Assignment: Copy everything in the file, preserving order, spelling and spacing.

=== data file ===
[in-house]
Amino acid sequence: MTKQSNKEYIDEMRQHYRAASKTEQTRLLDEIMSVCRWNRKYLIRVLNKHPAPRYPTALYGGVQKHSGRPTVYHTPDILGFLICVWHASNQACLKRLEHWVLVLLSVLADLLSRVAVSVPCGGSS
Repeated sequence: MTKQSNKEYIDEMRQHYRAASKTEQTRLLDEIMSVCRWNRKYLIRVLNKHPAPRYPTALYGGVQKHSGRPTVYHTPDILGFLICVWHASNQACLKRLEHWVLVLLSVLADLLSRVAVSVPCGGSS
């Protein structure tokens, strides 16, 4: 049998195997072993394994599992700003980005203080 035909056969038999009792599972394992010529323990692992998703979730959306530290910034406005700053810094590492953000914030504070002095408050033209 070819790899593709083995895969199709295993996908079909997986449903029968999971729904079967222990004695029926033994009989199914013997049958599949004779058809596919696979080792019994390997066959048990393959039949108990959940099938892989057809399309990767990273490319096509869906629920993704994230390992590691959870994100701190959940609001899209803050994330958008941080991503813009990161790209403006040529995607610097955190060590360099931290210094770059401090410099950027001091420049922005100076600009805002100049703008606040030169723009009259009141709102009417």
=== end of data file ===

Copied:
[in-house]
Amino acid sequence: MTKQSNKEYIDEMRQHYRAASKTEQTRLLDEIMSVCRWNRKYLIRVLNKHPAPRYPTALYGGVQKHSGRPTVYHTPDILGFLICVWHASNQACLKRLEHWVLVLLSVLADLLSRVAVSVPCGGSS
Repeated sequence: MTKQSNKEYIDEMRQHYRAASKTEQTRLLDEIMSVCRWNRKYLIRVLNKHPAPRYPTALYGGVQKHSGRPTVYHTPDILGFLICVWHASNQACLKRLEHWVLVLLSVLADLLSRVAVSVPCGGSS
């Protein structure tokens, strides 16, 4: 049998195997072993394994599992700003980005203080 035909056969038999009792599972394992010529323990692992998703979730959306530290910034406005700053810094590492953000914030504070002095408050033209 070819790899593709083995895969199709295993996908079909997986449903029968999971729904079967222990004695029926033994009989199914013997049958599949004779058809596919696979080792019994390997066959048990393959039949108990959940099938892989057809399309990767990273490319096509869906629920993704994230390992590691959870994100701190959940609001899209803050994330958008941080991503813009990161790209403006040529995607610097955190060590360099931290210094770059401090410099950027001091420049922005100076600009805002100049703008606040030169723009009259009141709102009417």